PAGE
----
We're home after our annual retreat. That we even get an annual retreat is such a luxury. I love that our church family across Canada (the ECCC, in case you're wondering) values allowing pastors and their spouses to retreat together. We gather together in a beautiful setting among the Canadian Rockies. We eat, sing, praise, learn, reflect, eat some more, sleep, and. AND.
This year was a bit different for me. In a book I am reading, Fight Back With Joy, by Margaret Feinberg, she talks about finding springs in the desert. Cancer and treatment are my desert. I asked God for a time of refreshing, a spring of goodness if you will, and the retreat was it! I felt all kinds of refreshed.
Remember on my birthday that there was another bald woman in the tiny restaurant we ate at? Well, I walked into retreat and saw a good friend with a shaved head. I only get to see this friend once a year, and there she was, standing with me in this. It took my breath away.
Angela and I
The same evening, as I crossed the room, I saw another woman. Bald. Not "I just decided to give myself a buzz cut" bald, but chemo bald. And young. I immediately went up to her and awkwardly threw my diagnosis out there, only to have her repeat the same (although I'm sure she was less awkward than I). Another 35 year old mom with invasive breast cancer, doing the exact same chemo regimen as me. God knew we needed to meet, share story, and encourage one another.
Y'all, retreat is so good. I know that we live busy, full-to-the-brim lives, but God is near in the retreat and we need it. I'm prescribing some sort of get away for you all. If someone gives you heck about it, tell them your friend with cancer said so (drop the c-word, it gets you just about anything you want).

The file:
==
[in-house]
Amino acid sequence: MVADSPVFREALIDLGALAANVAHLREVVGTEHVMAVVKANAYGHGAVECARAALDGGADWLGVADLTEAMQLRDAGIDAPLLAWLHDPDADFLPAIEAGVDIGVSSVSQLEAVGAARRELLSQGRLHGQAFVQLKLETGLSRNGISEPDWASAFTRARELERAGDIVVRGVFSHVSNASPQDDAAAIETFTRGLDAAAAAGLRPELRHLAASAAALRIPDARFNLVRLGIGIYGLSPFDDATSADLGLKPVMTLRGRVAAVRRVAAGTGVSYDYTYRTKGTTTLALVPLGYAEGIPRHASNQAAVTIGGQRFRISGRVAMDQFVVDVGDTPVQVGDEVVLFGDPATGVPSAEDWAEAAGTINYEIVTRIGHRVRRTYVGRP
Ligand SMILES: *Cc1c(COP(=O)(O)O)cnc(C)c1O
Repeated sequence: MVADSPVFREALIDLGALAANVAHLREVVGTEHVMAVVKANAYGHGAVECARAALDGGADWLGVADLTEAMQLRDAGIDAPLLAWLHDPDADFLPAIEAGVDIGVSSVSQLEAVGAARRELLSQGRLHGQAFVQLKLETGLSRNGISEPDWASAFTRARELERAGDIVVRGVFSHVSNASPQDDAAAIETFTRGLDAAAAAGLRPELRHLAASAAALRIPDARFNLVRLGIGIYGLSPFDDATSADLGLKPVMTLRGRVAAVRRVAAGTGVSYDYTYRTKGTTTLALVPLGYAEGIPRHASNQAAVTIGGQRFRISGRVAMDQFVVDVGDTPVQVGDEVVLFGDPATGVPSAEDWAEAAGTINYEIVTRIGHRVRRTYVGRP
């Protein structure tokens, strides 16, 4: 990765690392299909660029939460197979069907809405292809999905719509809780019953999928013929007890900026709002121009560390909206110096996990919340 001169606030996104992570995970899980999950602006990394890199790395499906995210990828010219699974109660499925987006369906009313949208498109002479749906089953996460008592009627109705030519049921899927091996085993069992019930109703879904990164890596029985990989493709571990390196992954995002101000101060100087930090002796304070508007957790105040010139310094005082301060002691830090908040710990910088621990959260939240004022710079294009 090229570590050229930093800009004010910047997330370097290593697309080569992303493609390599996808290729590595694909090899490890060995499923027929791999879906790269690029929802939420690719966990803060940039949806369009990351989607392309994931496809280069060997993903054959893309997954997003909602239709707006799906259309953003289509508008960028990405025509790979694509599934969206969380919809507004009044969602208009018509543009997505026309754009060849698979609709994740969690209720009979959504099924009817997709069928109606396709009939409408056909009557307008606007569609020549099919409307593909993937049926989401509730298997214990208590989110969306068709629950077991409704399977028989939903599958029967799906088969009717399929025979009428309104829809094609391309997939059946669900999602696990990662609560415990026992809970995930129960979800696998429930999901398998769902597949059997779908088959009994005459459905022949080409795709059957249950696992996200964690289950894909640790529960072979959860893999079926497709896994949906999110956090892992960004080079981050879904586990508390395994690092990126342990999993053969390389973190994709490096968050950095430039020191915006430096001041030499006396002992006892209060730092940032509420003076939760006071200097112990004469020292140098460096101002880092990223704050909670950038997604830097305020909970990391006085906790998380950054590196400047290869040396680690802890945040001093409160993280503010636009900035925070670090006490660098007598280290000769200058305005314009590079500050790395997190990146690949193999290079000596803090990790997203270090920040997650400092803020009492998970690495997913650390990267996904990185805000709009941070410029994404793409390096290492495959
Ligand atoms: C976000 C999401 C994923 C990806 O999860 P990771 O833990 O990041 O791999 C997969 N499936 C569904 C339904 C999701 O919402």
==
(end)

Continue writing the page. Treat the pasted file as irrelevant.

Then, we came home.
Can I just be honest here? Yesterday sucked. I woke up with a rash. Yippee (sarcastic thanks to chemo side effects)! I also woke up with a nagging sense of fear. Get behind me Satan, I want no part of it.
I sat alone most of the day (boys in school, Jason going with my mom to the border). I sang, read, sang some more. It was basically, "fake it till you make it." ALL.DAY.LONG.
There were tears shed. It was just a hard day. And isn't this always the way? We get some good time with God and then the enemy tries to steal that away. I ended the day in the posture I try to adopt when I am in a funk: thanksgiving. I prayed thanks for every good thing. There are many, many good things.
I fell asleep praying new mercies would come in the morning. This is something I am learning through all this: adopt a posture, even if you don't feel it, and stay there until it comes to fruition. I wanted to get out of my little mini-depression and into a better space, so I positioned myself to be able to do that. I filled my mind with songs of praise, I read the word, I allowed myself to grieve, I gave thanks for it all, and I woke up in a different place.
My view this morning...it seems so fitting!
Hear me friends, I don't say this to be prescriptive. In other words, I'm not trying to tell you what to do. I'm describing my experience for you and you have to make your own. Maybe singing and praying and reading and crying aren't your thing. What if painting and walking and and silence are yours? Great! How about meditating and being with people and getting lost in nature? Awesome! Do those things; posture yourself in such a way that you can commune with God and do it until it changes your heart.
God so desires for all of us to adopt practices that put us in touch with Him. Practice the posture that places you in a position to have a heart change (hooray for alliteration). This isn't always easy. Sometimes it takes a while...days, weeks, repetitive months of posturing. Don't wait until life is difficult to begin! When we do those things while life is good, it will be second nature to do them when the road gets rough.
So, today. A new day, the same posture. Thanksgiving, prayer, singing, and maybe a few less tears.